Tuesday, August 15, 2006

Gale Yee lectures on Methods of Biblical Interpretation

Two Divine Word Seminary students present to
Prof. Gale Yee an art work as token of gratitude
for her provocative yet substantial lecture

The academic community hosted a symposium on "Methods of Biblical Interpretation" last July 21, 2006 (Friday 9:00 - 11:00 AM) at the Aula Magna. The keynote was speaker was Professor Gale Yee of the Episcopal Divinity School (Cambridge). She is around as the invited keynote speaker of the Catholic Biblical Association of the Philippines (CBAP) annual convention held at Phinma Convention Center (located at Kabangaan, a barrio of Silang, Cavite but near Sungay in Tagaytay). Professor Yee's moderator for her doctoral dissertation was then Fr. Anthony Ceresko.

The student-seminarians, professors, and religious sisters and brothers around Tagaytay came over to listen to Professor Yee's lecture who proposed to read the bible as a site of stuggle especially of competing ideologies, ethnicity, gender, economic status, and social classes.
W. Villegas, NT professor, raises a question
at the open forum as W. Saniel, DWS rector, listens

Here's the introduction of the speaker which this blogger had delivered:

If the late Fr. Tony Ceresko were here today, he would have… laughed at us, just like Jesus in the Gospel of Judas, who was always laughing.

"One day" says the Gospel of Judas, "Jesus was with his disciples… and he found them gathered together and seated training their piety [just like what we’re doing today].” When he approached his disciples and saw what they were doing, he laughed."

That laughter was meant to show that Jesus knew what his disciples were trying to know. That should be what Fr. Ceresko is doing right now--laughing, as he looks at us trying to "understand all mysteries and all knowledge" (1 Cor 13:2) embedded in the text we call Scripture "for now what we see in a mirror, dimly, he now sees face to face." (1 Cor 13:12).

So for us who are "poor banished children of eve" will still have to wrestle with this sacred text as we continue to inhabit this "valley of tears." That’s actually the title of the most recent book of our keynote speaker Poor Banished Children of Eve subtitled Woman as Evil in the Hebrew Bible (2003). She applies "ideological criticism" to understand the portrait of women as moral evil and its connection with the problem of gender, race and ethnicity in the stories of Eve in Genesis; Faithless Israel in Hosea; the Two Sisters in Ezekiel; and the Other Woman in Proverbs.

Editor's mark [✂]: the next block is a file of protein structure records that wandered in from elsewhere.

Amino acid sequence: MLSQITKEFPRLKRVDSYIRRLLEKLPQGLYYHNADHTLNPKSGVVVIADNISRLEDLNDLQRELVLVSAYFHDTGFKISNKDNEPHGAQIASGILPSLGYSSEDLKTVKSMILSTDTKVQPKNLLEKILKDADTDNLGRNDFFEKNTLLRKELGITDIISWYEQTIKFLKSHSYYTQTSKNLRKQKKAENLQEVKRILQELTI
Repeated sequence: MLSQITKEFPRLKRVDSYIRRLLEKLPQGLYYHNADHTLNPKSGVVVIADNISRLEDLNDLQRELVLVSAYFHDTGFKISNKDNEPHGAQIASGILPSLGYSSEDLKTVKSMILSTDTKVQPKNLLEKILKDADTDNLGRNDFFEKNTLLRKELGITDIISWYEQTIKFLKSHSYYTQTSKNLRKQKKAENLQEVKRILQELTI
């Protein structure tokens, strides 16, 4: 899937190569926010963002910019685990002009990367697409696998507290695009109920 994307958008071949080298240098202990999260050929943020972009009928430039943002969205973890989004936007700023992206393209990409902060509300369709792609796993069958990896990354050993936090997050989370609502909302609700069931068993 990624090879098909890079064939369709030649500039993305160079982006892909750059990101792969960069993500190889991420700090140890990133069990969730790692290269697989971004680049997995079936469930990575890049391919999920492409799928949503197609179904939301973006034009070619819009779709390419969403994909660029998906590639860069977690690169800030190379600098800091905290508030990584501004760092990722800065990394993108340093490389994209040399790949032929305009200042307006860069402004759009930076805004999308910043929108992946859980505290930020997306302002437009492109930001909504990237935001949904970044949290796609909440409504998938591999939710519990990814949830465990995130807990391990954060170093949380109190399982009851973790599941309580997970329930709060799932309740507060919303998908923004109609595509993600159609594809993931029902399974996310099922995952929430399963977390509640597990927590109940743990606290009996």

This is a study that brought the author to conclude that "gender conflicts in ancient Israel could be deflected forms of class conflict—the struggles between the king and peasants are deflected to men and women" (from back cover). It’s something then like the conflict between the Spanish colonizers and the Filipinos were deflected in the conflicts between the mad woman Sisa and the Spanish friars and soldiers in the famous Jose Rizal’s novel: Noli Me Tangere.

Nonetheless this book was one of the last books Fr. Ceresko gave to me for free, (after his death, I inherited all his books), and was proud to inform me that it was written by one of his outstanding former students called professor Gale Yee.

In 1985, at the University of St. Michael’s College in Toronto, Professor defended her doctoral dissertation on the Composition and Tradition in the Book of Hosea under the direction of Fr. Ceresko.

As mentioned earlier, Professor Yee uses "ideological criticism" as an approach to understand the biblical text. In Judges and Method: New Approaches in Biblical Studies, a book she edited in 1995, she writes: Ideological criticism presumes that the text is a production of a specific, ideologically charged historical world that (2) reproduces a particular ideology with an internal logic of its own” (p. 149).

In reading a text, one must be conscious of the mode of the production dominant in the society producing the text and at the same time identify the ways the ideology is communicated and legitimized. This approach and related terms such as tributary mode of production, social struggle, egalitarian society, Norman Gottwald’s social revolution model, and the like are not strange concepts us especially to the former students of Fr. Ceresko.

Professor Gale Yee was born in Cincinnati, Ohio, April 9, 1949. She attended the Academy of Our Lady (Catholic) high school graduating in 1967. She received a BA in 1971 from Loyola University of Chicago, a Jesuit college, and continued at that University receiving her MA in 1974. She studied for the PhD in Theology at the University of St. Michael’s College, Toronto. While at St Michael’s she was instructor for the Introduction to Old Testament course.

She taught at the University of St. Thomas, St. Paul, MN, where she was Director of Women’s Studies from 1984 until 1998. Starting in 1998 she has taught at Episcopal Divinity School (EDS) in Cambridge, Massachusetts and is the EDS Director of Studies in Feminist Liberation Theologies there.

During the academic year 2002-2003 she was Visiting Scholar at Chung Chi College at the Chinese University of Hong Kong. In 2004, upon the strong recommendation of Professor Amy Jill Levine, the Board of Trustees of the CBAP invited her to be the keynote speaker in this year’s convention.

Gale Yee, Helen Graham (Maryknoll sister)
and Lina Rong (doctoral student)
pose before the mysterious and enchanting
Taal Lake and Taal Volcano

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